Endoscopy 2013; 45(01): 42-47
DOI: 10.1055/s-0032-1325960
Original article
© Georg Thieme Verlag KG Stuttgart · New York

Esophageal self-expandable stent material and mesh grid density are the major determining factors of external beam radiation dose perturbation: results from a phantom model

B. K. Abu Dayyeh
1  Division of Gastroenterology & Hepatology, Mayo Clinic, Rochester, Minnesota, USA
,
J. J. VanDamme
2  Division of Radiation Oncology, Mayo Clinic, Rochester, Minnesota, USA
,
R. C. Miller
2  Division of Radiation Oncology, Mayo Clinic, Rochester, Minnesota, USA
,
T. H. Baron
1  Division of Gastroenterology & Hepatology, Mayo Clinic, Rochester, Minnesota, USA
› Author Affiliations
Further Information

Publication History

submitted 29 May 2012

accepted after revision 24 September 2012

Publication Date:
19 December 2012 (online)

Background: Self-expandable esophageal stents are increasingly used for palliation or as an adjunct to chemoradiation for esophageal neoplasia. The optimal esophageal stent design and material to minimize dose perturbation with external beam radiation are unknown. We sought to quantify the deviation from intended radiation dose as a function of stent material and mesh density design.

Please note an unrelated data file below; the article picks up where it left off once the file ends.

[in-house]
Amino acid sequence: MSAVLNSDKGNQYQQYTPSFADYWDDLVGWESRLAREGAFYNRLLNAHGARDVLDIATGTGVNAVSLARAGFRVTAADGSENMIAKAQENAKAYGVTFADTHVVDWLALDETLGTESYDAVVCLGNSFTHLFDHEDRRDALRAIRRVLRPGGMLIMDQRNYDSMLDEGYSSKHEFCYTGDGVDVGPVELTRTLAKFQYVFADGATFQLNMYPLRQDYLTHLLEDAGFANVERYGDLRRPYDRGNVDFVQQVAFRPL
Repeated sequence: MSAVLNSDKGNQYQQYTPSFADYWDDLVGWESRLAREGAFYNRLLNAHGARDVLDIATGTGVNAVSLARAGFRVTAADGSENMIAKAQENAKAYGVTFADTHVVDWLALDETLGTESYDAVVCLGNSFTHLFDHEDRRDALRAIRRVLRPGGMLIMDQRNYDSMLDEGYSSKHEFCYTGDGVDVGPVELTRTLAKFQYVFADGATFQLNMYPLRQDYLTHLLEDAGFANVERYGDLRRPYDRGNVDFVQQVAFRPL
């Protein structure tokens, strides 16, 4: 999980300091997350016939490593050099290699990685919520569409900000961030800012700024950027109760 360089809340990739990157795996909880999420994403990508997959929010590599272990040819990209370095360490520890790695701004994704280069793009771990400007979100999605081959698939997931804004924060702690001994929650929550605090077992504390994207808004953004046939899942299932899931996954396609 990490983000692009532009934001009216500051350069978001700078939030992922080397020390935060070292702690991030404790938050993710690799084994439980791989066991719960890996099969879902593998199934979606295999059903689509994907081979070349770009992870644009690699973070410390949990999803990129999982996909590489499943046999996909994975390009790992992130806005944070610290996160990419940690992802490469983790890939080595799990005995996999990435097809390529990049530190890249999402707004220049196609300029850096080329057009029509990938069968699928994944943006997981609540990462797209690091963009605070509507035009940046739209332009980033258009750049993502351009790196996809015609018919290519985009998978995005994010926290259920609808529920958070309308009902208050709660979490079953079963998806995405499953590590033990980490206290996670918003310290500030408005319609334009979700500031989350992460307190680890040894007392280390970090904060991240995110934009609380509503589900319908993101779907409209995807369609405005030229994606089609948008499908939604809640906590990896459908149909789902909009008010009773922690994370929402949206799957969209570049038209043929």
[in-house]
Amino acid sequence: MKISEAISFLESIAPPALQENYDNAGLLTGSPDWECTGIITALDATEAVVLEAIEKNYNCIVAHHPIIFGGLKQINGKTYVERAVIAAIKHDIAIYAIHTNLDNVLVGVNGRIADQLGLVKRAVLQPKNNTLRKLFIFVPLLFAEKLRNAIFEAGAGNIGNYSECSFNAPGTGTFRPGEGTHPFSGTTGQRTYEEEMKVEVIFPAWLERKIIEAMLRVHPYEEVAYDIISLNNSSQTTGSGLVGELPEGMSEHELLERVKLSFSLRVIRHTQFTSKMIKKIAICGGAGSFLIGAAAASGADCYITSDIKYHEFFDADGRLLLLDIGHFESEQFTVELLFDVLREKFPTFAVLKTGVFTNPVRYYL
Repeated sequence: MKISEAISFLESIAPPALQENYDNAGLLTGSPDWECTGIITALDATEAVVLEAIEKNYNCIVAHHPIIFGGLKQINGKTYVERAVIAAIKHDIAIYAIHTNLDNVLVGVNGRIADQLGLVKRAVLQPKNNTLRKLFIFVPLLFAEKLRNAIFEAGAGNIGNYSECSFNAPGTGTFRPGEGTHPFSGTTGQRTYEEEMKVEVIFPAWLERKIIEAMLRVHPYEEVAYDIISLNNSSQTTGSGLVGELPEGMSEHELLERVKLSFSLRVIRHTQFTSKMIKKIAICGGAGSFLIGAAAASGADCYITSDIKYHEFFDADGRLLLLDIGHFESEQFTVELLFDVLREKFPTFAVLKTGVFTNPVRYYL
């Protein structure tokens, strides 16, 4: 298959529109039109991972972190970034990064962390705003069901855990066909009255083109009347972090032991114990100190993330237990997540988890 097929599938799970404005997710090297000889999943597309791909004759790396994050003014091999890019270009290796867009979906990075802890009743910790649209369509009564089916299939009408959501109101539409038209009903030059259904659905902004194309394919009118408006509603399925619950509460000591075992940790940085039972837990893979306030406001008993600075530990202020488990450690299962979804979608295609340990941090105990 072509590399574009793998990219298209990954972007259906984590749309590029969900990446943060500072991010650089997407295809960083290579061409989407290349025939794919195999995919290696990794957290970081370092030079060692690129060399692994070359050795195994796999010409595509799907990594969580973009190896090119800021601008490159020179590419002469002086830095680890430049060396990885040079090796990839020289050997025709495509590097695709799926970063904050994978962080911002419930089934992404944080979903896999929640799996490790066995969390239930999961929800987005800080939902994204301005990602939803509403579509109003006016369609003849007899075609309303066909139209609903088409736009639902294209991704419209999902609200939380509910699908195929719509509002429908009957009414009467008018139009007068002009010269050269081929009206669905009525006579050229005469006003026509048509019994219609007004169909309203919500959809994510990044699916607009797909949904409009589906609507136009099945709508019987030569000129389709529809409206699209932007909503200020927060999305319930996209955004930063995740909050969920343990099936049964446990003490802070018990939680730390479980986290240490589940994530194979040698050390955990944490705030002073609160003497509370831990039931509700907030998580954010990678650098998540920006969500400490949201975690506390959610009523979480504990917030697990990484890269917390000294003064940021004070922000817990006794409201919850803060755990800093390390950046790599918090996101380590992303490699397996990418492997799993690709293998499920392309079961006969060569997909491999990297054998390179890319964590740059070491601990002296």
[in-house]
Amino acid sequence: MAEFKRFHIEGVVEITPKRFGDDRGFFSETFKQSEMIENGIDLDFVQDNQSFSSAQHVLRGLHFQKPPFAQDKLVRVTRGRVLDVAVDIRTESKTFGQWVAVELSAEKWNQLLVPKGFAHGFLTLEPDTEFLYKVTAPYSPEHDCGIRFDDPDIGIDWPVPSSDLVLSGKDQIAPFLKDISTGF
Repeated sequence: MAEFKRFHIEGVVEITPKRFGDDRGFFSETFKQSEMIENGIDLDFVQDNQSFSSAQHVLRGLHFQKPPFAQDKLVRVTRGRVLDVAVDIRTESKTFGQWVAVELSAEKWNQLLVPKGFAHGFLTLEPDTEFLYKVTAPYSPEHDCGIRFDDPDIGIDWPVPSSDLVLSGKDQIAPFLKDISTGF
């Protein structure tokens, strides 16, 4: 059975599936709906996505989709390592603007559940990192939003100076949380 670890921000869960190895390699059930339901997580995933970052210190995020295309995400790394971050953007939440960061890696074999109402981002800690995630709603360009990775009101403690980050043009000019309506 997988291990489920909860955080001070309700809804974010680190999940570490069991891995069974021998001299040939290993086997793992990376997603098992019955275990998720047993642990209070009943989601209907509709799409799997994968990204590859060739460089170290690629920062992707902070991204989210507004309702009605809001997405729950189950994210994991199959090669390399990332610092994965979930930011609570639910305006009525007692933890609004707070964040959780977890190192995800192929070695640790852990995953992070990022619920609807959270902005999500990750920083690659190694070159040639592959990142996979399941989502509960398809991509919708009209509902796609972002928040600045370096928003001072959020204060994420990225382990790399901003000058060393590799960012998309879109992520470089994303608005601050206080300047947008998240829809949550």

Methods: A laboratory dosimetric film model was used to quantify perturbation of intended radiation dose among 16 different esophageal stents with varying material and stent mesh density design.

Results: Radiation dose enhancement due to stent backscatter ranged from 0 % to 7.3 %, collectively representing a standard difference from the intended mean radiation dose of 1.9 (95 % confidence interval [CI] 1.5 – 2.2). This enhancement was negligible for polymer-based stents and approached 0 % for the biodegradable stents. In contrast, all metal alloy stents had significant radiation backscatter; this was largely determined by the density of mesh design and not by the type of alloy used.

Conclusions: Stent characteristics should be considered when selecting the optimal stent for treatment and palliation of malignant esophageal strictures, especially when adjuvant or neo-adjuvant radiotherapy is planned.